I also have several Heathkit clocks, mostly from the mid '70s. One is an ID-1490, which is a combination clock/dual thermometer using several pairs of Panaplex gas-discharge display modules. The clock portion of this unit works, but there's some issues with the thermometer section. I also own a GC-1094, which is basically a rehash of Heathkit's first digital clock offering, the GC-1005 (and akin to the alarm clock section of the ID-1490), using the same Panaplex modules. The display has a flickering problem, which may be due to the Panaplex modules being old, or drifted parts in the multiplexer. Similarly, I have a GC-1092A, which was the 'deluxe' version of the GC-1005. The GC-1092A has a touch-activated snooze button, a dimming feature, battery backup (can't figure out how the batteries are supposed to be installed), and an odd trapezoidal case. While one of the Panaplex digits has issues, the rest of the display is flicker-free, and it keeps good time. In addition to these, I also have a GC-1107, which is similar to the GC-1094, but uses a more conventional fluorescent display (like the GC-1094, it's been wired to display time in a 24-hour format). Like the clock portion of the ID-1490, this unit works fine. Unique among these is the GC-1093. It uses Panaplex displays like most of my other Heathkit clocks, but was meant to be installed in a car, and runs on 12V DC. It not only keeps normal time, but can be set to keep track of elapsed time during a trip or somesuch. I haven't done much testing yet, but it seems to work fine thus far.
The most interesting of my Heathkit clocks is the GC-1000, aka the "Most Accurate Clock" (as seen in the original ad). Introduced in 1983, it was one of the first radio-controlled clocks available to the general public. Instead of tying its time regulation to the power line frequency, the GC-1000 uses shortwave WWV time frequencies at 5, 10 and 15MHz (not WWVB at 60kHz, like modern radio-controlled 'atomic clocks') to initially set itself, and to periodically re-synchronize itself with NIST's atomic clock using a digital time code embedded within the signal. It's also one of very few consumer-grade digital clocks with a 1/10th second indicator (some of Longines' 1960s nixie clocks did as well, possibly as an homage to their sporting event timing systems). I was told by the person who sold it to me that its LED display wasn't working; I found a small switch on the side that turns the display on and off, and flipping it brought the display back to life. When connected to my outside long-wire antenna (it's missing its internal 54" telescoping antenna; I'm hoping to find a replacement someday), it's usually able to acquire the time signal from WWV after a little while. I replaced the old electrolytic capacitors on the main and tone boards, and swapped out the 7805C 5V regulator chip (which tends to run quite hot in these clocks, as detailed on this page) with a modern switching replacement (made by Murata) to allow the clock to run cooler. It indeed does, but the switching regulator introduces some RF "hash" noise into the clock's receiver section. I'm trying to figure out a way to minimize the problem, but for the time being, it's still able to pick up WWV nicely in strong signal conditions.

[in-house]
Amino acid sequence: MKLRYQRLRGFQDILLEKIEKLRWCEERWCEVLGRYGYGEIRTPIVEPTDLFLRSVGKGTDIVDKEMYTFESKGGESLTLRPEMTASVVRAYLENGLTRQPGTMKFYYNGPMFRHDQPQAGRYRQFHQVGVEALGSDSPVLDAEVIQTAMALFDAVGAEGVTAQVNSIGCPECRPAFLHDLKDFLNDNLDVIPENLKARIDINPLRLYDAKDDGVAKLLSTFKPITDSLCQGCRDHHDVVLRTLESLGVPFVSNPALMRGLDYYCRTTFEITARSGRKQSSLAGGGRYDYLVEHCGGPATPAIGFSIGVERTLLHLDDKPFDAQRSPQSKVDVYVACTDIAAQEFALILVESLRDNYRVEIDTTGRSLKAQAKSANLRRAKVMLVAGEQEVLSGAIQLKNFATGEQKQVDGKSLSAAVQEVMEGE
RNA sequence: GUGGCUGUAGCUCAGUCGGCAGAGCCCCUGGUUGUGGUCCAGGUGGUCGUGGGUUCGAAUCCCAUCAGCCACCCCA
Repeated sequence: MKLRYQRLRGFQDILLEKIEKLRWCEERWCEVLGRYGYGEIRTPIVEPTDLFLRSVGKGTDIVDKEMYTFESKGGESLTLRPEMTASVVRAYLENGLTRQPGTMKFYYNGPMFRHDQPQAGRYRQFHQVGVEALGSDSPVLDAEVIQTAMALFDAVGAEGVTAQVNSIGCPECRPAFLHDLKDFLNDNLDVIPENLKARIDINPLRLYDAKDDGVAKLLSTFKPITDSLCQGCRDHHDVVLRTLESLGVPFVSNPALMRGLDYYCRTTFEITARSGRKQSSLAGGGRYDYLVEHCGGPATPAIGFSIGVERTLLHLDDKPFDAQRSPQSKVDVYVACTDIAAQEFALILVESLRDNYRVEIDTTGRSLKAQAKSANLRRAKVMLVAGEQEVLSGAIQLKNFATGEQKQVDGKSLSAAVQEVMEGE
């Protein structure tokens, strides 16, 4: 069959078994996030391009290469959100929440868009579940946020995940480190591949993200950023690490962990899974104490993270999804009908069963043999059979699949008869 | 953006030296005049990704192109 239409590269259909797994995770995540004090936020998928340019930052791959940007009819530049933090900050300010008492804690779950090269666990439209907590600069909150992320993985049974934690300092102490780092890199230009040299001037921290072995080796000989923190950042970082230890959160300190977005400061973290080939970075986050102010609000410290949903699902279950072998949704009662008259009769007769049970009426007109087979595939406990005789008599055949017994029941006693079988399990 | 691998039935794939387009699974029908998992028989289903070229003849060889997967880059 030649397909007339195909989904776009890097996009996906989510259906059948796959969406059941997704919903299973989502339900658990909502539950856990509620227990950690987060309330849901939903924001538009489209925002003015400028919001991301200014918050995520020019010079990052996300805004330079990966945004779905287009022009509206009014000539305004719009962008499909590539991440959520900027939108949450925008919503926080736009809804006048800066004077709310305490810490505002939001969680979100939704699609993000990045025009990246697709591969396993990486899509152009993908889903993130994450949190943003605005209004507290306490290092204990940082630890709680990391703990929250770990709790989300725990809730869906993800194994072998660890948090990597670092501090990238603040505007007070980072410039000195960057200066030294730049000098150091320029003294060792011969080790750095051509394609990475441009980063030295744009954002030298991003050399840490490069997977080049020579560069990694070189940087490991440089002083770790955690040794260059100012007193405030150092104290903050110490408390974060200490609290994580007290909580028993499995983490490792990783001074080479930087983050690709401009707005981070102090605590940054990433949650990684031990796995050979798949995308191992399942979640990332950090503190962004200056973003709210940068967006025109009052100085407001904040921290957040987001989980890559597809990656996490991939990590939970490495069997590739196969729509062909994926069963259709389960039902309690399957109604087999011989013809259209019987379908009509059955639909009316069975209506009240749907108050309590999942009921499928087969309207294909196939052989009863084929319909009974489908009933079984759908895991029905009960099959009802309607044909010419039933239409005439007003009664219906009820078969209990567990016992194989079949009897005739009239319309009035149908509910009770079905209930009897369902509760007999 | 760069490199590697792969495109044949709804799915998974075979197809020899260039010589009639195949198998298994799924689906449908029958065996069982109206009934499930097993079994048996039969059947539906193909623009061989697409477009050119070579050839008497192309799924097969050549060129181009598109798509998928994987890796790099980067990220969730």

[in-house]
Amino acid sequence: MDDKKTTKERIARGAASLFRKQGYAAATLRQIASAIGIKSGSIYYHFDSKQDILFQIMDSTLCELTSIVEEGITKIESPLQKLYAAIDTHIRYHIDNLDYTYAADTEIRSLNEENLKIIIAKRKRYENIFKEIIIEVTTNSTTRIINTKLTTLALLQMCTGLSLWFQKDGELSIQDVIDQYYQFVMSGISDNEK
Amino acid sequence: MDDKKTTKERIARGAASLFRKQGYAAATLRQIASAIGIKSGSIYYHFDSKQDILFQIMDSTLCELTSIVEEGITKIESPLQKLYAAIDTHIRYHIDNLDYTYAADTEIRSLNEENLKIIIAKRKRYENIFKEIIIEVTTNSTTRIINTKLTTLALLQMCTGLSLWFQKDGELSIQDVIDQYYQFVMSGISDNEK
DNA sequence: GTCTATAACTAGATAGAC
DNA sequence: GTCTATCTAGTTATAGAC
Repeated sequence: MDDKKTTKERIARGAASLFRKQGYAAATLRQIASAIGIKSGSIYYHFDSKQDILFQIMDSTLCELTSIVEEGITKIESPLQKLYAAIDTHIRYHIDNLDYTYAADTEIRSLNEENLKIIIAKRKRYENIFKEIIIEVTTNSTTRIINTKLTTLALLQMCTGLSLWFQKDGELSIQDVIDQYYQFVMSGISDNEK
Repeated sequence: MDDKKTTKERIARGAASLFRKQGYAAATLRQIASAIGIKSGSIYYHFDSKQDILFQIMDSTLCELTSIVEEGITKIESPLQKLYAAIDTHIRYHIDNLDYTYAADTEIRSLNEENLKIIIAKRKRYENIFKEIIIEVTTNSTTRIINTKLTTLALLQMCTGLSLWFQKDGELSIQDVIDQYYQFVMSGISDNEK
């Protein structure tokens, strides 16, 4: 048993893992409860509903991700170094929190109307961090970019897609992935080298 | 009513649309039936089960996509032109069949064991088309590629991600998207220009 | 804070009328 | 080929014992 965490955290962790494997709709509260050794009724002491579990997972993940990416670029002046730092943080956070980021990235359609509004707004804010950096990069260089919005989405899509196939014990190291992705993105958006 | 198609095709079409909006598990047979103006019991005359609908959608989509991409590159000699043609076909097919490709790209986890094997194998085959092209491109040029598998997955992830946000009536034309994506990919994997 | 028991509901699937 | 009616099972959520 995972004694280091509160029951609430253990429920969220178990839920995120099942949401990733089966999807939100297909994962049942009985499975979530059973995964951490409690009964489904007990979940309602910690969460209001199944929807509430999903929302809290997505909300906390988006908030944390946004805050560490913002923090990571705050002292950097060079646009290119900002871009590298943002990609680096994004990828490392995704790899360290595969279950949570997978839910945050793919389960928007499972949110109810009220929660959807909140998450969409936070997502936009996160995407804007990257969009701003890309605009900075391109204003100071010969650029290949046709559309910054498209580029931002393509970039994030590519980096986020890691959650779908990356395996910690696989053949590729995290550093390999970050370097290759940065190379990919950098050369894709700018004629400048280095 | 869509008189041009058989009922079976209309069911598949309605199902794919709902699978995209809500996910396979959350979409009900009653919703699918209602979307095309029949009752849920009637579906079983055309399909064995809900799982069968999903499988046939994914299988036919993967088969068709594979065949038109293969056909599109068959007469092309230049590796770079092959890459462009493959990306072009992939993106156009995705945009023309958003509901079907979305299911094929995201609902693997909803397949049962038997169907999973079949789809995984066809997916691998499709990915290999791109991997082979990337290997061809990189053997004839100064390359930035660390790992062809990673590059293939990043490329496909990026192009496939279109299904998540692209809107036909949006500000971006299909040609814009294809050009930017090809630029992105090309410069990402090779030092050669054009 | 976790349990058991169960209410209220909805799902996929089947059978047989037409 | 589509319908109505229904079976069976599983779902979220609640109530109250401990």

In a class by itself is the HyperClock, designed as a kit by a small company called "Skitronix" in the early '90s. Comprised of a octagonal printed circuit board (which has been mounted in a plexiglass-fronted homebuilt wooden case), it sports three pairs of seven-segment LED displays, 60 LEDs arranged in a circle (which can be set to display either seconds elapsed, or low/high tide) around the perimeter of the board, and four more LEDs around the seven-segment display array. The HyperClock is extremely versatile, offering two different time display modes: a standard hour/minute display (pictured here displaying 2:56:35AM), or an alternate mode which shows how many minutes have either elapsed since the hour began, or how many are left until the next hour begins, whichever number is lower (pictured here displaying 2:58:01AM). It also offers two different display change modes (normal mode, or a "flowing" mode which gives the effect of one increment fading into another). In addition, it sports a month/date calendar, an alarm mode with snooze function, battery backup, and even an hourly chime. As you can probably tell from the description above, operation of the HyperClock is rather complicated; setting the time and selecting the various displays/modes involves the use of seven mini pushbuttons mounted to the back of the circuit board, none of which are marked. I was able to determine which button did what through sheer trial-and-error, and even so, I still can't be sure that I've figured out everything that it can do. Since I wrote this, someone kindly supplied me with a manual for it, as well as a copy of the original Popular Electronics article it appeared in (if you would like a copy of these, email me using the address at the bottom of the page).